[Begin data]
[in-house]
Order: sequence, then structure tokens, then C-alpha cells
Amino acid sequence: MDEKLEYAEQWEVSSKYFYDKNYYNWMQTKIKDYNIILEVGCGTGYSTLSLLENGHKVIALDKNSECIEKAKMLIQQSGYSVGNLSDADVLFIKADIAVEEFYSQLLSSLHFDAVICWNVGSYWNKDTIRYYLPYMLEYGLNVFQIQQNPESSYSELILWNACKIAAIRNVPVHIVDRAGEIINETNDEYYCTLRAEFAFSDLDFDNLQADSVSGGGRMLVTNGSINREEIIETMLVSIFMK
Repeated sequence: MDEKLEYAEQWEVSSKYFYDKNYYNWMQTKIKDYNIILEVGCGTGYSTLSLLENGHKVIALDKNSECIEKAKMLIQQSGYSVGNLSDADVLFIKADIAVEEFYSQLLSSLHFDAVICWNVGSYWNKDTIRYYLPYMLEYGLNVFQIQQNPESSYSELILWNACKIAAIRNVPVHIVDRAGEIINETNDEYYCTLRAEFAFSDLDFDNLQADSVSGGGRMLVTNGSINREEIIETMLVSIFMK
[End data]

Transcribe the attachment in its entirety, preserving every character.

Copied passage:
[in-house]
Order: sequence, then structure tokens, then C-alpha cells
Amino acid sequence: MDEKLEYAEQWEVSSKYFYDKNYYNWMQTKIKDYNIILEVGCGTGYSTLSLLENGHKVIALDKNSECIEKAKMLIQQSGYSVGNLSDADVLFIKADIAVEEFYSQLLSSLHFDAVICWNVGSYWNKDTIRYYLPYMLEYGLNVFQIQQNPESSYSELILWNACKIAAIRNVPVHIVDRAGEIINETNDEYYCTLRAEFAFSDLDFDNLQADSVSGGGRMLVTNGSINREEIIETMLVSIFMK
Repeated sequence: MDEKLEYAEQWEVSSKYFYDKNYYNWMQTKIKDYNIILEVGCGTGYSTLSLLENGHKVIALDKNSECIEKAKMLIQQSGYSVGNLSDADVLFIKADIAVEEFYSQLLSSLHFDAVICWNVGSYWNKDTIRYYLPYMLEYGLNVFQIQQNPESSYSELILWNACKIAAIRNVPVHIVDRAGEIINETNDEYYCTLRAEFAFSDLDFDNLQADSVSGGGRMLVTNGSINREEIIETMLVSIFMK